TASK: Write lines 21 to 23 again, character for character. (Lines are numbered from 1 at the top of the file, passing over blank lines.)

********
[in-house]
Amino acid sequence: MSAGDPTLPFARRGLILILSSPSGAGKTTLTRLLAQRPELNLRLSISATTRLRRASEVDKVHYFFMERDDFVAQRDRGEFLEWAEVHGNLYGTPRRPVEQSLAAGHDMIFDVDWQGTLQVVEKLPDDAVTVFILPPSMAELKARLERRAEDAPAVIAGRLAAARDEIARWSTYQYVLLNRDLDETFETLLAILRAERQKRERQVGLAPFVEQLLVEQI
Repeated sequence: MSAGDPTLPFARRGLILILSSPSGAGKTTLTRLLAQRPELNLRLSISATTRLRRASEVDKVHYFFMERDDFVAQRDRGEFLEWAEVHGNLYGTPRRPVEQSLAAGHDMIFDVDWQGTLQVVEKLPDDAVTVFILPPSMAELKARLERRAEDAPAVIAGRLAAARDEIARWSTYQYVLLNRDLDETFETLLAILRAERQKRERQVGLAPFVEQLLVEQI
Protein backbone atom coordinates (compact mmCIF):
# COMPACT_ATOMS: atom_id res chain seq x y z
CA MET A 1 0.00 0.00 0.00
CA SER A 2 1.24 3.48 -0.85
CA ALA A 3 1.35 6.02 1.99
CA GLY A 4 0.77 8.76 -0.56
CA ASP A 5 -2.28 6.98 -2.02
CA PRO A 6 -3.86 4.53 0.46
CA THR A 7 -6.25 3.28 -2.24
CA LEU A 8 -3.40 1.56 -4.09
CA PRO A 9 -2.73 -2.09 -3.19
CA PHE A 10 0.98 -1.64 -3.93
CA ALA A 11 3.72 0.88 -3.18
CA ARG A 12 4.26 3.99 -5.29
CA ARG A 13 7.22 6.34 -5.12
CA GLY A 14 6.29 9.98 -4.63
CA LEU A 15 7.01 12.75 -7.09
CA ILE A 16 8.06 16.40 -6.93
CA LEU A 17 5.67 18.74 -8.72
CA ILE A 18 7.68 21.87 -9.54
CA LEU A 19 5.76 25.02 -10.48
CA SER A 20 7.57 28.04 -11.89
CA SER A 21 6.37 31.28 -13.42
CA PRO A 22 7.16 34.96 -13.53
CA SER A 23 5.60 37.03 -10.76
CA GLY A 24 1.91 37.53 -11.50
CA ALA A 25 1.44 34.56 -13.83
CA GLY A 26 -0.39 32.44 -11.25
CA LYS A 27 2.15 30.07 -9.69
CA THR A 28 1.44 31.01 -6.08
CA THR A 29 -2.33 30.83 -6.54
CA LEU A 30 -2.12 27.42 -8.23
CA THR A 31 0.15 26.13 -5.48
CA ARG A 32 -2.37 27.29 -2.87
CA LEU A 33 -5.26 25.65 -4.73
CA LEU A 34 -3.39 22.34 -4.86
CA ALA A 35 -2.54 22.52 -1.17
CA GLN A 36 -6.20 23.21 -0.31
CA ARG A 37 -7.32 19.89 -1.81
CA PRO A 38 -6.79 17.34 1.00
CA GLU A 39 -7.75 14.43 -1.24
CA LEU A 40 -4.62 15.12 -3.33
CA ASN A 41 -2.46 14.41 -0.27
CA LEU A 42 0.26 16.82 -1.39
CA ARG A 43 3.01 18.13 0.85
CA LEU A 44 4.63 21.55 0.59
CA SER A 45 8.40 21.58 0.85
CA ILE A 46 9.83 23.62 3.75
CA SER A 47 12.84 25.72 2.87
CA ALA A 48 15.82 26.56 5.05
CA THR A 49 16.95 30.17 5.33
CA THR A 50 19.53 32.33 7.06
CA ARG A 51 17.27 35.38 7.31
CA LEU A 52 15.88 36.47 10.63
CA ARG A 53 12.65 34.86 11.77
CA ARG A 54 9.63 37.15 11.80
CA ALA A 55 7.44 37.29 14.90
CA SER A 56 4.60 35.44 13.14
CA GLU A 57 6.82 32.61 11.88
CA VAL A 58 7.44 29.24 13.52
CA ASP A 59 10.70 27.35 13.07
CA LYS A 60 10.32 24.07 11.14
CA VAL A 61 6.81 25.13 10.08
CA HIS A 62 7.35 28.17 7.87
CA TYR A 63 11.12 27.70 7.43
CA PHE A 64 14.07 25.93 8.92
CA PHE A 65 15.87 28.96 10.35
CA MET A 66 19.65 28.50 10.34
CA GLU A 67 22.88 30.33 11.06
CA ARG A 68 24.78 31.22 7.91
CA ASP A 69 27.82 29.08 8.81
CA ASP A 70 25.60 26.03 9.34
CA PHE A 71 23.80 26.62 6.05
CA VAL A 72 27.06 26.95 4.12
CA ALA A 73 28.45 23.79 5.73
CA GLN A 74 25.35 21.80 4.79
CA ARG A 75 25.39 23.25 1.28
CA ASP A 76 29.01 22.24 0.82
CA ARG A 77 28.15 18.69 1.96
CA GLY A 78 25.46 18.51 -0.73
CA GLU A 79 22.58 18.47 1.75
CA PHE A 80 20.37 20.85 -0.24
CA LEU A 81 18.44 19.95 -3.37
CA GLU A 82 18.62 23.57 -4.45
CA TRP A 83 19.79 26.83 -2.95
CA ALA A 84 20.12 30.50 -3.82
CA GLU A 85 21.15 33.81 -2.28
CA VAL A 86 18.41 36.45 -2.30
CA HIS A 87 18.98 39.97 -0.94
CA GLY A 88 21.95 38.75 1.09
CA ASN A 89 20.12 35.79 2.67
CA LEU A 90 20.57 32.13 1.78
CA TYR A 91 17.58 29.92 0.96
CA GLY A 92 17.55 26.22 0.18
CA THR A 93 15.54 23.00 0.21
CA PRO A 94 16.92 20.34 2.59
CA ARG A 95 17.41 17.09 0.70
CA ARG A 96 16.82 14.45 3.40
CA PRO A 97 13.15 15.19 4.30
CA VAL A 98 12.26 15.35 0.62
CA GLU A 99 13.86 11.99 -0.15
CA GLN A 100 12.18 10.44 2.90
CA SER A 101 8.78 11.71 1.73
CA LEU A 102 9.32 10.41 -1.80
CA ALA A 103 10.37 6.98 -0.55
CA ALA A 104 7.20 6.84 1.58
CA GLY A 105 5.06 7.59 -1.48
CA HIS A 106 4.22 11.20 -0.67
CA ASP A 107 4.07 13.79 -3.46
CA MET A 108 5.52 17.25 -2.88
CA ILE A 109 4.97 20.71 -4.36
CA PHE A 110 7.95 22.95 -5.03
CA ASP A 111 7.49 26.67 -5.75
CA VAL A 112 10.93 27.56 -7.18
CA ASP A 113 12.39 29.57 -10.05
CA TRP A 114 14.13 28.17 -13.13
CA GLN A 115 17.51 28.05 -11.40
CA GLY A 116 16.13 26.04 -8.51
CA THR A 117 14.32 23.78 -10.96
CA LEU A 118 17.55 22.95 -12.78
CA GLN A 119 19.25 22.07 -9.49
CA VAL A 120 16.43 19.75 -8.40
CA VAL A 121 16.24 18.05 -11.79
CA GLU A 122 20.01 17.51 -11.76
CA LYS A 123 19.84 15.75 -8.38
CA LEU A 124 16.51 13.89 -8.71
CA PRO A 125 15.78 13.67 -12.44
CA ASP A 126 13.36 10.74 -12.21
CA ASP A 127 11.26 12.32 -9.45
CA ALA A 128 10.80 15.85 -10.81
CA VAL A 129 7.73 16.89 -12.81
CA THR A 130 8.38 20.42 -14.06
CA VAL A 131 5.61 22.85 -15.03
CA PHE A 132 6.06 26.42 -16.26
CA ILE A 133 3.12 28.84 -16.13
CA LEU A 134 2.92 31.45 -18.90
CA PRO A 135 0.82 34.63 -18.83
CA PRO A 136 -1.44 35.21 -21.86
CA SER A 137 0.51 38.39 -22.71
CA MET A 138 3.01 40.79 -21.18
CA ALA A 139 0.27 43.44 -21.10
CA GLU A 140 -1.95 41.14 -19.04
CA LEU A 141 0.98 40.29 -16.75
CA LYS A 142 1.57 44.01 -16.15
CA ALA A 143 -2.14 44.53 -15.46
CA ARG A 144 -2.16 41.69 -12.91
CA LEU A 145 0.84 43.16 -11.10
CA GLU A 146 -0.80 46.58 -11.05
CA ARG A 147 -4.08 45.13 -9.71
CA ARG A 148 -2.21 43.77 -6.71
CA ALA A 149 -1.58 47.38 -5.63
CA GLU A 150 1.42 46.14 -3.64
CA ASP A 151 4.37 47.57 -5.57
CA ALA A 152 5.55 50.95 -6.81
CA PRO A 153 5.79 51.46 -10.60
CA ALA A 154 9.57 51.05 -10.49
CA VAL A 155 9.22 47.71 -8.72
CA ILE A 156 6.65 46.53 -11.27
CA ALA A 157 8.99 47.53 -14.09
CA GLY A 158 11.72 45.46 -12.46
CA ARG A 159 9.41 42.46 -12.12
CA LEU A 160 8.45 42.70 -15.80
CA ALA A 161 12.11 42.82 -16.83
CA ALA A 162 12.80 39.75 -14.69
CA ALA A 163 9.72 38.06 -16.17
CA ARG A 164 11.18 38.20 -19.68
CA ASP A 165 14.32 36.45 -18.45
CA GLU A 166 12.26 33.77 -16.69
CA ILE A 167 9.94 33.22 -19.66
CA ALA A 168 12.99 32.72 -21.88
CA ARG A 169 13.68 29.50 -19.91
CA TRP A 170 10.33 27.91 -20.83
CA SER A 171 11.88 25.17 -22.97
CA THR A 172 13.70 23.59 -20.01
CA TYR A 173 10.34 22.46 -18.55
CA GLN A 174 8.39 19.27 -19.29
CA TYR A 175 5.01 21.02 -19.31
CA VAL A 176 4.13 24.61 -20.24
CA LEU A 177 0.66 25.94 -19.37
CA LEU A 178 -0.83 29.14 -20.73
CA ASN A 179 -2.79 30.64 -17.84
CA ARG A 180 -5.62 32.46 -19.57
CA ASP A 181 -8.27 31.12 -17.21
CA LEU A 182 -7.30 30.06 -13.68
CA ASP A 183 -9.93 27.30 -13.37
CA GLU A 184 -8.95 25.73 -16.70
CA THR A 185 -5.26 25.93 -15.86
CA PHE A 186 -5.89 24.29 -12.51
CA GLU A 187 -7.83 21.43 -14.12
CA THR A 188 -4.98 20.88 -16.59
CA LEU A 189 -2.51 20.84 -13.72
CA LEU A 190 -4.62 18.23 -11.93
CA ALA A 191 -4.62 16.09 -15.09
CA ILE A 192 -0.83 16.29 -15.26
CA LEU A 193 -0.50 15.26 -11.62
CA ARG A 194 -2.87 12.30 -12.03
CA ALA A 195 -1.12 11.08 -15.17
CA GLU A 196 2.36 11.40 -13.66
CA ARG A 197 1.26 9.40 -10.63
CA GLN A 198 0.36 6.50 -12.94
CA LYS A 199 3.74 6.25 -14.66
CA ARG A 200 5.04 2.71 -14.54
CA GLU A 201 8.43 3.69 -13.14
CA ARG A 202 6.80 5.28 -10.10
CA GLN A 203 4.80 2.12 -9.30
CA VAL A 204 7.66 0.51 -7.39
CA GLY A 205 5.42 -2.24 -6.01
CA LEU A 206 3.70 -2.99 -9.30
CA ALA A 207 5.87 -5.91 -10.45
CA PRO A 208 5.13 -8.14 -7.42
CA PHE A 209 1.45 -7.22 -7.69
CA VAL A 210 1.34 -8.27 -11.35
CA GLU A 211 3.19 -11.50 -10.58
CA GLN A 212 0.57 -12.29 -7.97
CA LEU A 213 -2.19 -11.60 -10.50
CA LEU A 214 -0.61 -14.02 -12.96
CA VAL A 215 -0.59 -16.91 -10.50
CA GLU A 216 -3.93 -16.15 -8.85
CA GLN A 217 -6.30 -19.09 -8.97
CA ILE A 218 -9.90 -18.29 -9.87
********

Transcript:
CA ILE A 16 8.06 16.40 -6.93
CA LEU A 17 5.67 18.74 -8.72
CA ILE A 18 7.68 21.87 -9.54